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Central Africa has world´s lowest contraceptive use, says UNFPA

Author: Deogracias Kalima Date Published: 2017-10-20 05:32:45
  • Central Africa has world´s lowest contraceptives use

    Central Africa has the lowest global contraceptives prevalence rates among women aged 15 to 49 who are married or in a union says the United Nations Population Fund (UNFPA) this week.

    Presenting the UNFPA “Worlds Apart – Reproductive health and rights in an age of inequality, State of The World Report 2017” at the UN headquarters in New York yesterday, Mr. Richard Kollodge, Editor of the United Nations Population Fund’s State of the World Population 2017,  said the highest contraceptives prevalence in Central and West Africa averages 26% while its lowest medium was just 10%. This was well below the global contraceptive use average of 40%.

    The UNFPA says income inequalities tend to feed into the vicious cycle of women having less access to contraceptives. “Poor, uneducated women especially in rural areas of Central Africa are unlikely to get an education. As a result they have less human rights mechanisms to decide when to have a pregnancy or give birth safely in a hospital under the care of trained attendants,” said Mr. Kollodge.

    In Nigeria, Cameroon, Guinea and Niger the use of skilled birth care is extremely low among the poorest women, just 20% compared to 70% among the wealthiest women.

    The report says poor women in this region have dim prospects of staying healthy even during a pregnancy. “Even when such women seek to exercise their reproductive rights, they face hostile social and institutional obstacles that women elsewhere are less likely to encounter.”

    In 13 of the 20 Central and West African countries mapped, women from the richest 20 per cent of households are more twice as likely to have their demand for contraception satisfied as women from the poorest 20 per cent of the households.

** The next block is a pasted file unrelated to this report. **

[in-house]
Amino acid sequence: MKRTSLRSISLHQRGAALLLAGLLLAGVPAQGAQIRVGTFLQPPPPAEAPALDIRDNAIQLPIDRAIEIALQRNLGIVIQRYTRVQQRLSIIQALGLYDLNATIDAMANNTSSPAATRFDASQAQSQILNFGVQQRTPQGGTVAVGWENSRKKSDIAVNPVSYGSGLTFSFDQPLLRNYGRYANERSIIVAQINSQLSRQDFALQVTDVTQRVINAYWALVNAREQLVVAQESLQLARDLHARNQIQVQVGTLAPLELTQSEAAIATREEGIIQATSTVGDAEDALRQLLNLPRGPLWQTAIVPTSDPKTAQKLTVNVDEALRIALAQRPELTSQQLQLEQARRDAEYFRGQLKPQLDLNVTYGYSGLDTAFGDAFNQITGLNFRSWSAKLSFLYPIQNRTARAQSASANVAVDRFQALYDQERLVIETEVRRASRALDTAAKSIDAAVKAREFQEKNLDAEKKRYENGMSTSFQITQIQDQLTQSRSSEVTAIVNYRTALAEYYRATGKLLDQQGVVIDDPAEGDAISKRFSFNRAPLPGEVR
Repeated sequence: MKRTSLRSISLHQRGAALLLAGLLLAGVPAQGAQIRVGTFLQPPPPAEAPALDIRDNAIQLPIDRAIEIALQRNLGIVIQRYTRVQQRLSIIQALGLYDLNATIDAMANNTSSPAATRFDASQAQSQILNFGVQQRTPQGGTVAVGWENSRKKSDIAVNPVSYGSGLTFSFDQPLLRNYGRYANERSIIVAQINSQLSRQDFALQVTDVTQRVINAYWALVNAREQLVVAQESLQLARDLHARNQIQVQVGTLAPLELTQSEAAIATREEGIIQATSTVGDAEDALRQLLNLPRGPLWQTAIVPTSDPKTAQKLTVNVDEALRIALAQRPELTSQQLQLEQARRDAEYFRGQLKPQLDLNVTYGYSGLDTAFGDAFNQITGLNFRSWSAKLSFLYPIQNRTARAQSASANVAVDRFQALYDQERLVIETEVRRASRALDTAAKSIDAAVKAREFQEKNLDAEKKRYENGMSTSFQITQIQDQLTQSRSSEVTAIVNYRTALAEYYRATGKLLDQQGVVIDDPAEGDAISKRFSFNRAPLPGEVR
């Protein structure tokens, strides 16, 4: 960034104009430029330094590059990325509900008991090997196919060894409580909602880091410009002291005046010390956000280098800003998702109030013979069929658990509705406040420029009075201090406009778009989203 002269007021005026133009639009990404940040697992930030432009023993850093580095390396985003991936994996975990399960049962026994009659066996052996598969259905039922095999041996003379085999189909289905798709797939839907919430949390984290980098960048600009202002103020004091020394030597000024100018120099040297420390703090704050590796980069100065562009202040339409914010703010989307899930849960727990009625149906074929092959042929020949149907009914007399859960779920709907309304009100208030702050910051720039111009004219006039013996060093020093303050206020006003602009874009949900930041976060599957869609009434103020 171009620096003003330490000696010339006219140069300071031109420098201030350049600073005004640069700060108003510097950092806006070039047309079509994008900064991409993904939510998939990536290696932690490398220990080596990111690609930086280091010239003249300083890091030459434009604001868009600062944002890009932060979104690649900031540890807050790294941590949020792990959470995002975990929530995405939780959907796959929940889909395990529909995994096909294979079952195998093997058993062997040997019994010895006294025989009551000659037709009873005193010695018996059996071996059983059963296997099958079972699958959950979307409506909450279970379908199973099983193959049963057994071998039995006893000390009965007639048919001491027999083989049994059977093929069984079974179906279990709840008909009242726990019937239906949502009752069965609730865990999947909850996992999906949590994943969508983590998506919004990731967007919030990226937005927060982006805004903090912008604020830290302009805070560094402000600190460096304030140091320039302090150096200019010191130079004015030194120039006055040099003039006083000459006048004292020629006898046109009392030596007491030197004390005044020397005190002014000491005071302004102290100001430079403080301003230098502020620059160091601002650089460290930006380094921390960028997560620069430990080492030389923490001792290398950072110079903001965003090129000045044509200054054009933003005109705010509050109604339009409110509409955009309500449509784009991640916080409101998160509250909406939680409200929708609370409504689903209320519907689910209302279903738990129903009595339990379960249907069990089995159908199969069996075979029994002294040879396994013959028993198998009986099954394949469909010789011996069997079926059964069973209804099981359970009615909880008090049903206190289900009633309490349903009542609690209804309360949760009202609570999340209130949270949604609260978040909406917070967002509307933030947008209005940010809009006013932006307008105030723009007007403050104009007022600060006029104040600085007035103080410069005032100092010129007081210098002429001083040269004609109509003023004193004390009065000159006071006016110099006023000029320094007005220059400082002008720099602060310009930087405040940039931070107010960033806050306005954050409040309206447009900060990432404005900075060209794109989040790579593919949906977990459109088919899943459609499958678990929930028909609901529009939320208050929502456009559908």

This is a complete opposite to regions like South Asia (Bangladesh, Bhutan, Cambodia or Thailand) where contraceptive use prevalence rates are highest among the poorest 20% of the population than they are among the richest 20%.

    Place of residence for women too is a key factor why women in Central Africa between the ages of 15 to 45 have the world´s lowest access to contraceptives at 10% lowest and 26 percent. Even in this region where contraception access is dismal – women in urban households are more likely to meet their demand for birth control than their rural counterparts.  

    He added, “For example in Chad, women from the 20% richest households are four times more likely to have at least four antenatal visits as women from the poorest 20% of households.”

    Encouraging as it may seem, this is still 50% below the global average where 40% of all pregnant women are likely to have four antenatal visits before delivery. 

    However the UNFPA admits that in Central and West Africa itself many countries are working fast to improve their capacity in providing modern contraception for women seeking to avoid or delay pregnancy.

    For example, the Democratic Republic of Congo was cited for praise for having achieved the best improvement in coverage of skilled birth care attendance, even though the quality of coverage among the wealth quintiles declined from 2005 to 2011.

    The best performers in Africa were Rwanda (East Africa) and Lesotho (Southern Africa). “The two countries made the most progress over about a 10 year period in reducing inequality in meeting the demand for modern methods of contraceptives. Rwanda transformed both access and equality between 2005 and 2015.”

    Access to sexual reproductive rights greatly influences health outcomes and economic opportunities. “We have seen this correlation in Senegal, the West African country that recorded the greatest overall neonatal mortality reduction over the recent 10-year period.”

    Curiously, in Chad (West Africa) neonatal mortality changed little between 1996 and 2004 and neonatal mortality burdened women in all wealth quintiles.

    (About the writer: the writer of this report Ray Mwareya is the editor of Women Taboos Radio Africa and a Dag Hammarskjold Fellow at the UN headquarters in New York)

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